Every 2 years, Education requires nearly all school districts to report incidents of restraint and seclusion. Generally, restraint is restricting a student's ability to move, and seclusion is confining them alone in a space they cannot leave.
The House Committee on Appropriations' explanatory statement accompanying the Consolidated Appropriations Act of 2018 included a provision for GAO to evaluate the CRDC's restraint and seclusion data. This report examines (1) the effectiveness of CRDC data quality control procedures, (2) selected districts' interpretation of CRDC's restraint and seclusion definitions, and (3) selected districts' use of data. GAO analyzed CRDC's quality control processes for school year 2015-16, and interviewed officials from seven stakeholder groups and over 50 school and district officials in three states. GAO selected states, districts, and schools to obtain a range of perspectives on using restraint and seclusion data and interpreting CRDC definitions of restraint and seclusion. Selection criteria included changes in reported incidents year to year and laws requiring districts to report incidents to states.
GAO made six recommendations, including that Education expand its CRDC business rules to cover all districts, develop additional quality controls to address misreporting, address factors underlying misreporting, and refine and clarify its definitions. Education agreed with these recommendations.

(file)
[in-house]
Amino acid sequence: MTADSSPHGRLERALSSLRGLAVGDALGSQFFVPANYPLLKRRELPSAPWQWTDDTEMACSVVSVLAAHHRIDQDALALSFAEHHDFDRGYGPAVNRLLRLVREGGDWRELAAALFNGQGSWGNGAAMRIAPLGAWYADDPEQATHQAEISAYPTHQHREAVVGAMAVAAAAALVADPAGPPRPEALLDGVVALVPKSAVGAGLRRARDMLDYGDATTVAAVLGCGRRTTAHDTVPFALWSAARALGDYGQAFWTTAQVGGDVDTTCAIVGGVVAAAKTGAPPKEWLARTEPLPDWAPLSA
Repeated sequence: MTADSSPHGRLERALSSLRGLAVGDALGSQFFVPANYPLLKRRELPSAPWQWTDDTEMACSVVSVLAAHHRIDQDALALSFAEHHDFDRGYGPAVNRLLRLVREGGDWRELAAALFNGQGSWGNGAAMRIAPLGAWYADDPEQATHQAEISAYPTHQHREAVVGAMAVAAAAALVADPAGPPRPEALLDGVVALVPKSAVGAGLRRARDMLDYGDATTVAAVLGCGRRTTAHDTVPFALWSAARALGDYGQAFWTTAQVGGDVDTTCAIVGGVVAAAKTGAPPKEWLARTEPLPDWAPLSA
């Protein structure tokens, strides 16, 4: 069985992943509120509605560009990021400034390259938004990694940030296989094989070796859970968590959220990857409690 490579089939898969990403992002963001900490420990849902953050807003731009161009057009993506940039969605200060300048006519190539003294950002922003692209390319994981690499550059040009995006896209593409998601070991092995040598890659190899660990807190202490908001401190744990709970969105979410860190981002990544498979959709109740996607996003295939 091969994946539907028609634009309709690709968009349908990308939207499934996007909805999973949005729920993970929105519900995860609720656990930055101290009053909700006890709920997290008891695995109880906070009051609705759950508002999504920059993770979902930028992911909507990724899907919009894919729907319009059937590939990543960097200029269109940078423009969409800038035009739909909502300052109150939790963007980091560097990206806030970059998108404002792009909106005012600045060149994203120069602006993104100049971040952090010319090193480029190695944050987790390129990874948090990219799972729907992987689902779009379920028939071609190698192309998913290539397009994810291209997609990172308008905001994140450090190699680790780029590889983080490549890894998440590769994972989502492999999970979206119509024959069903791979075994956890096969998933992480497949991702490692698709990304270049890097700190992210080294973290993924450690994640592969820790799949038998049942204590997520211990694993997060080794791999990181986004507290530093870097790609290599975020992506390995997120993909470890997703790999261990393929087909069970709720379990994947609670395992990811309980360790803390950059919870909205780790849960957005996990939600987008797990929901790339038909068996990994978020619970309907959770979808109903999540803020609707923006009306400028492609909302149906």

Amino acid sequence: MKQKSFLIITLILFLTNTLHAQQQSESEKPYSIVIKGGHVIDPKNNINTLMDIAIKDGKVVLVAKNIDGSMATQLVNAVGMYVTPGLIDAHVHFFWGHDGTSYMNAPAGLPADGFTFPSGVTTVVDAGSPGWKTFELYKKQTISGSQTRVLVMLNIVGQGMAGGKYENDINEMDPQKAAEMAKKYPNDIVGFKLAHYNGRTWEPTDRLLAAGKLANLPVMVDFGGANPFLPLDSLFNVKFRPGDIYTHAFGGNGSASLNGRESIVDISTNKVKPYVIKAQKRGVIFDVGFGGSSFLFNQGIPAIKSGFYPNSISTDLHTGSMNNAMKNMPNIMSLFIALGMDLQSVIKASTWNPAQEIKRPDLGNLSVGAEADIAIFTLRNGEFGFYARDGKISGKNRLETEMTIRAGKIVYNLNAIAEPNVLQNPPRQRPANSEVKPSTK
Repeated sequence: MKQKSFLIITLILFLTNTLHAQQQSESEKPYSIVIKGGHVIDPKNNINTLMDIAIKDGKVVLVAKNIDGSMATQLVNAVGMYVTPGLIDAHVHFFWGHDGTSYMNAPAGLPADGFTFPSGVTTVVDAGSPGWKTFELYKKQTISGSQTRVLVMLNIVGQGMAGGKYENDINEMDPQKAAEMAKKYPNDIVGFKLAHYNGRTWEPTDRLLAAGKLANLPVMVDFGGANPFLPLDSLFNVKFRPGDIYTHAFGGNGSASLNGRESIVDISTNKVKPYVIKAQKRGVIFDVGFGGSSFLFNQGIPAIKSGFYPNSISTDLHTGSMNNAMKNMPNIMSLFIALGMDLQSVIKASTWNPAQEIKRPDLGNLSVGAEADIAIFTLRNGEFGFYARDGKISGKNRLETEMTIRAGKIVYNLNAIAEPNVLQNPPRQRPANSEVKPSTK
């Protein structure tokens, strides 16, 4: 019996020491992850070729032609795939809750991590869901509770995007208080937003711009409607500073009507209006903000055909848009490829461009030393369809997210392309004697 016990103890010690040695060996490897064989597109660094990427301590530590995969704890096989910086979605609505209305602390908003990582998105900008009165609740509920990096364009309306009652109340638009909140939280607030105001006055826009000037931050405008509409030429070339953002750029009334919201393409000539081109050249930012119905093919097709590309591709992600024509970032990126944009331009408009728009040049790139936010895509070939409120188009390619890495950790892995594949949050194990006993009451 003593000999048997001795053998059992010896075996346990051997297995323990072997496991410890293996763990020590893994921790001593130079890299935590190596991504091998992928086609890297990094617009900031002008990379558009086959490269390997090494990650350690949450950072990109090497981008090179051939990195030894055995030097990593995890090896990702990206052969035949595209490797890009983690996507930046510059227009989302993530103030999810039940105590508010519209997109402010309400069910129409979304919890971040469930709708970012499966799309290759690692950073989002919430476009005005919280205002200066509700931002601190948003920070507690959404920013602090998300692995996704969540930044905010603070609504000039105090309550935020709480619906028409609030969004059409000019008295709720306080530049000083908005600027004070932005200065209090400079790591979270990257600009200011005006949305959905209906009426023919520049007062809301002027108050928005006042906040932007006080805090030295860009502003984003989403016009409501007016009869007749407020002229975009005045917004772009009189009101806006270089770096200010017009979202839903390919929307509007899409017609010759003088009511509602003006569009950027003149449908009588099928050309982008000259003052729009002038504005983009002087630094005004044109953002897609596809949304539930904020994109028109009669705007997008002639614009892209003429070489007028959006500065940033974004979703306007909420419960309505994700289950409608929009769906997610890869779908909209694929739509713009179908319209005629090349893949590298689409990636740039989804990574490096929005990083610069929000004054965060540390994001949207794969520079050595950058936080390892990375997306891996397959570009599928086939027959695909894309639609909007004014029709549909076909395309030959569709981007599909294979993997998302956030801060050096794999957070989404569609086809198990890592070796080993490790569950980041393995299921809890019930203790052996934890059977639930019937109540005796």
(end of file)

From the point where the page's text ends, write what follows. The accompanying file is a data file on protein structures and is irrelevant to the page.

Recommendations for Executive Action
|Office for Civil Rights||1. The Assistant Secretary for the Office for Civil Rights should revise its CRDC business rule to require that every school district reporting zeros, regardless of district size or numbers of students with disabilities, affirm the zeros are correct during the CRDC data submission process. (Recommendation 1)|
|Office for Civil Rights||2. The Assistant Secretary for the Office for Civil Rights should develop and implement a CRDC business rule that targets schools and school districts that report very low numbers of incidents and set data-driven thresholds to detect such incidents. (Recommendation 2)|
|Office for Civil Rights||3. The Assistant Secretary for the Office for Civil Rights should develop and implement a CRDC business rule that targets schools and schools districts that report very high number of incidents and set data-driven thresholds to detect such incidents. (Recommendation 3)|
|Office for Civil Rights||4. The Assistant Secretary for the Office for Civil Rights should apply the CRDC business rule targeting illogical data at the school level to all schools, regardless of the number of incidents reported. (Recommendation 4)|
|Office for Civil Rights||5. The Assistant Secretary for the Office for Civil Rights should identify the factors that cause underreporting and misreporting of restraint and seclusion and take steps to help school districts overcome these issues. (Recommendation 5)|
|Office for Civil Rights||6. The Assistant Secretary for the Office for Civil Rights should further refine and clarify federal restraint and seclusion definitions and take steps to ensure that this information is conveyed to school districts. This could include providing common classroom scenarios that highlight the differences between a restraint and an escort, and a time out and a seclusion. (Recommendation 6)|